This was probably the part that made me the most nervous – on the first pass through the box I needed to fly a roll in two halves – flying inverted for a few seconds checking everything was all ready for the sequence to be flown. Frustratingly, I’ve had a mental block on rolling back upright from inverted, always managing to stuff something up so rather than being all in balance and flying a nice straight half roll, it usually all goes a bit squidgy and feels horrible. My ‘midnight’ reading during my insomnia of the night before may have paid off though, as this time it all felt pretty good and I switched into business mode…

Apparently I ‘wasn’t hanging about’ as I flew my sequence, and this was no bad thing. In my mind it all happened in a nicely paced, controlled manner, and for once I actually flew the way I was meant to – everything clicked, it all worked. Of course their were mistakes and things I should have done better, but this time I just flew, I didn’t dwell on the mistakes, and I just did what needed to be done; remaining aware of where I was in the box, where the wind was taking me and making the decisions that needed to be made with time to spare. Nothing was rushed, and I enjoyed every second of it, every sensation and every movement.


Yellow is the best colour

Once we’d got back down my mission was to find a drink and to find the toilet, whilst indulging in a mode of ‘super faff’ in between, all of which meant that by the time I went down to the registration office to find my score sheet, I was being accosted by all manner of people asking '”was that you flying the last one?”, or simply saying “congratulations!”. My responses were all along the lines of “Huh? What?” until I was told that I’d just won my category

The rest of the day was spent watching the pilots in the Standard and Intermediate categories, which in itself was an enjoyable and really informative experience, especially as I had the chance to watch Paul pull out a performance good enough to win him the silver medal in Standard (well done mate, it was really inspiring to watch you fly like that, even if I didn’t tell you at the time).

Before the rather lovely transit flight back home, there was to be one more painful part to the day however. The award ceremony. I hadn’t realised that as I’d won a category I’d have to go through the trauma of being presented a prize and having my photograph taken several times. Yes, I am quite dense sometimes.


I think Paul (seated on the left) may actually be smiling here, I did have to zoom in and check though as it came as a bit of a surprise


“What?! Drape myself over the plane here? But I’ll get covered in oil!” (Genuine conversation)


God I hope the photos going onto the British Aerobatics website don’t actually include the ones like this.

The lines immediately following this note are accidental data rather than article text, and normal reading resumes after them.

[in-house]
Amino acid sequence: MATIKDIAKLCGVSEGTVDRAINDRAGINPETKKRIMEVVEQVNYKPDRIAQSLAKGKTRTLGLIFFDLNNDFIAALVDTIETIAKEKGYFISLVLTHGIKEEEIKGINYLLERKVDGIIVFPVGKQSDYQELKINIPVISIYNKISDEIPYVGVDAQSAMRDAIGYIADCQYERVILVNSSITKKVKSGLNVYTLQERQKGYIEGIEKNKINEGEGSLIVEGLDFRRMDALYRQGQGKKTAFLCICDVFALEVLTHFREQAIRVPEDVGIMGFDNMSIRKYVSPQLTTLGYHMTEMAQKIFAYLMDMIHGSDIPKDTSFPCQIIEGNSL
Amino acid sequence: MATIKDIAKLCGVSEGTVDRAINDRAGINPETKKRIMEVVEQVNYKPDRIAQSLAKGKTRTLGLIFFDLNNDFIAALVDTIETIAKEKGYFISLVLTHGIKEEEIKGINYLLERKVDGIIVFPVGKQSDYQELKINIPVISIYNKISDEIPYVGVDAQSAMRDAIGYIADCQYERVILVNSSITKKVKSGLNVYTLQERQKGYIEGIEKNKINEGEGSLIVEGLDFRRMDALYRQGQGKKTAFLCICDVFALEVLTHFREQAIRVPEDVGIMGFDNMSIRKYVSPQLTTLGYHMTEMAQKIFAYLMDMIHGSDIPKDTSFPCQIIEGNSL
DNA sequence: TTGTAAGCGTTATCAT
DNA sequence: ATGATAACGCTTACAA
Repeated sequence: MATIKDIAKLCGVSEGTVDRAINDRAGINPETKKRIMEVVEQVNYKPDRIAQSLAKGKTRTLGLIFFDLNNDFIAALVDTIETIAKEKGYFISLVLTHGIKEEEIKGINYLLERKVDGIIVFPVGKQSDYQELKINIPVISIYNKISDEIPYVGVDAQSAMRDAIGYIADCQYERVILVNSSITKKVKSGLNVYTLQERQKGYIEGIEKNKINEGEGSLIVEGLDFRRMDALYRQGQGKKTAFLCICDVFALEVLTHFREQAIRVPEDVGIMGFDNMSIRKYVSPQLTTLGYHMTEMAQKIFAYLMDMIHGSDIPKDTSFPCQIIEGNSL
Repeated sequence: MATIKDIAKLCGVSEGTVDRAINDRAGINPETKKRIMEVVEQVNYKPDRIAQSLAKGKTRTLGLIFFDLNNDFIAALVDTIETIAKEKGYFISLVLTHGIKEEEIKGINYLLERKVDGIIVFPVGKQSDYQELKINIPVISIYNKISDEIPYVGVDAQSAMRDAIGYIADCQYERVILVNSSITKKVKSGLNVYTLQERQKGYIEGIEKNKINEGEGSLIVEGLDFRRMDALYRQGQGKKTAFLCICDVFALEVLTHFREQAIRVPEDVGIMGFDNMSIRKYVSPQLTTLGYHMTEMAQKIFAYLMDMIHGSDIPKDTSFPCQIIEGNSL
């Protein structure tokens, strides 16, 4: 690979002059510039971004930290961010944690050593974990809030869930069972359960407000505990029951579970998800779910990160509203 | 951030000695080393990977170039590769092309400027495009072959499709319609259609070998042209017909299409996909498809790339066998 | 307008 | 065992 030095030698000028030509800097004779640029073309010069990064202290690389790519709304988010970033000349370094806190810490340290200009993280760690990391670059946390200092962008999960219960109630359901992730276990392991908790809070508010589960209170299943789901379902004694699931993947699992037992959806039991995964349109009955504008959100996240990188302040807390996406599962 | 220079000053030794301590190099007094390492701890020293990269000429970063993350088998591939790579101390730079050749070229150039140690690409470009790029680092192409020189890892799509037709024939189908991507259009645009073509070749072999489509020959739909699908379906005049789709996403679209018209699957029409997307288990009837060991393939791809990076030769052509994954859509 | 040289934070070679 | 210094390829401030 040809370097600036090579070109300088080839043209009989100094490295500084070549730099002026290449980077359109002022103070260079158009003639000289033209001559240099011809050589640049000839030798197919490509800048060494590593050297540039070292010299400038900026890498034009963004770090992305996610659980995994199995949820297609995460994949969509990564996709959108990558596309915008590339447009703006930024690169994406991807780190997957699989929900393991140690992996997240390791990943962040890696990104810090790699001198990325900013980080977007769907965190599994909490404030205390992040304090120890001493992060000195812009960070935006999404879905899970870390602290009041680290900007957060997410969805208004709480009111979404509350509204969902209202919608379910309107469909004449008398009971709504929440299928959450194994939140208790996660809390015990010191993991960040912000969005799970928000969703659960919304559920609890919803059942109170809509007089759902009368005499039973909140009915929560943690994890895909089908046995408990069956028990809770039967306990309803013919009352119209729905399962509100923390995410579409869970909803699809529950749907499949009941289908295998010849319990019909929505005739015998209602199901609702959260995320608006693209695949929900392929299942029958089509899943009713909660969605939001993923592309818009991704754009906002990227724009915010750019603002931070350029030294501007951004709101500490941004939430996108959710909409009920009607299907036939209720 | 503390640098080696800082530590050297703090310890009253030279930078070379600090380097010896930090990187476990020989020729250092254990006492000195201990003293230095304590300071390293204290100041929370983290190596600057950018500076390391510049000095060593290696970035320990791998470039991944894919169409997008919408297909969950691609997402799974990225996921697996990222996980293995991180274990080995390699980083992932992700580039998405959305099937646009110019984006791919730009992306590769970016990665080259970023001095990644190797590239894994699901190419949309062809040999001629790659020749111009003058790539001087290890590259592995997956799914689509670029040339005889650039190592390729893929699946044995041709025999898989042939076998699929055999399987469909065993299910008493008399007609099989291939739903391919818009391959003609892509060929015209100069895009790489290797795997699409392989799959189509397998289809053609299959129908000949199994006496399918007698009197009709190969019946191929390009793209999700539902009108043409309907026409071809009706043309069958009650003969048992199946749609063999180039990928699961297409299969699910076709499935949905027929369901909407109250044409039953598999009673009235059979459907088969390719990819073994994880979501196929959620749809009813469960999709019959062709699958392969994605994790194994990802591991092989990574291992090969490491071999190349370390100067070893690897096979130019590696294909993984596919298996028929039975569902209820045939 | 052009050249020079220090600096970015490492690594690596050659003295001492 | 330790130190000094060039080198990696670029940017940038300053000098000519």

All in all the day was a fantastic experience, and one that I’ve learned a whole load from. I’m super keen to train more and start competing in the Standard Category next year and just have a great time with some more great people. Thanks everyone, the event was ace!

Special thanks must go to Paul Stanley of Altered Attitude Aerobatics, firstly for flying with me, secondly for putting up with me and all my nonsense, and thirdly for being a fantastic and inspirational instructor. I can only encourage anyone who fancies seeing what it’s like to look at the world through different eyes, to check out his website and consider coming over to Shobdon and having a go – you’d never forget it. and for all you Facebook users check out (and ‘like’) G-SKNT here:

Tuesday, 16 August 2011

aerobatics, the beginner’s perspective (part 1)

2011 has been a bit of a strange year for me all told. Several events have led to major changes in life, lifestyle and perspective – the most significant of course being our catastrophic house fire back in January. Nothing I’ve experienced works quite as effectively to focus the mind on what is actually important, than losing all your possessions (although I can’t say I recommend it to anyone). The events following the fire also served to change a few of my views on life – living in a borrowed caravan on my own driveway for instance, led to me realising that actually houses and home comforts, whilst being nice, aren’t actually really necessary. Being seven months on from the fire and having still not had all of the [frankly piffling amount of] insurance money we are owed has taught me that insurance companies are generally pretty damned useless and should not be relied upon (and also that having a nice comfy sofa to sit on is something we all tend to take for granted). The list goes on and on and on, but at the end of the day, no matter how negative the events of life, all of them can be used to have a positive effect on your perspective if you allow it. All of them.

So, here we go, perspective. It’s all too easy to get bogged down and focussed on little things and miss out on the bigger picture – losing perspective. This applies to pretty much any aspect of life (as well as life itself of course), and flying aerobatics is no exception. The biggest learning curve I am currently going through is very definitely one of perspective, or perhaps perspectives [plural]. Let me explain: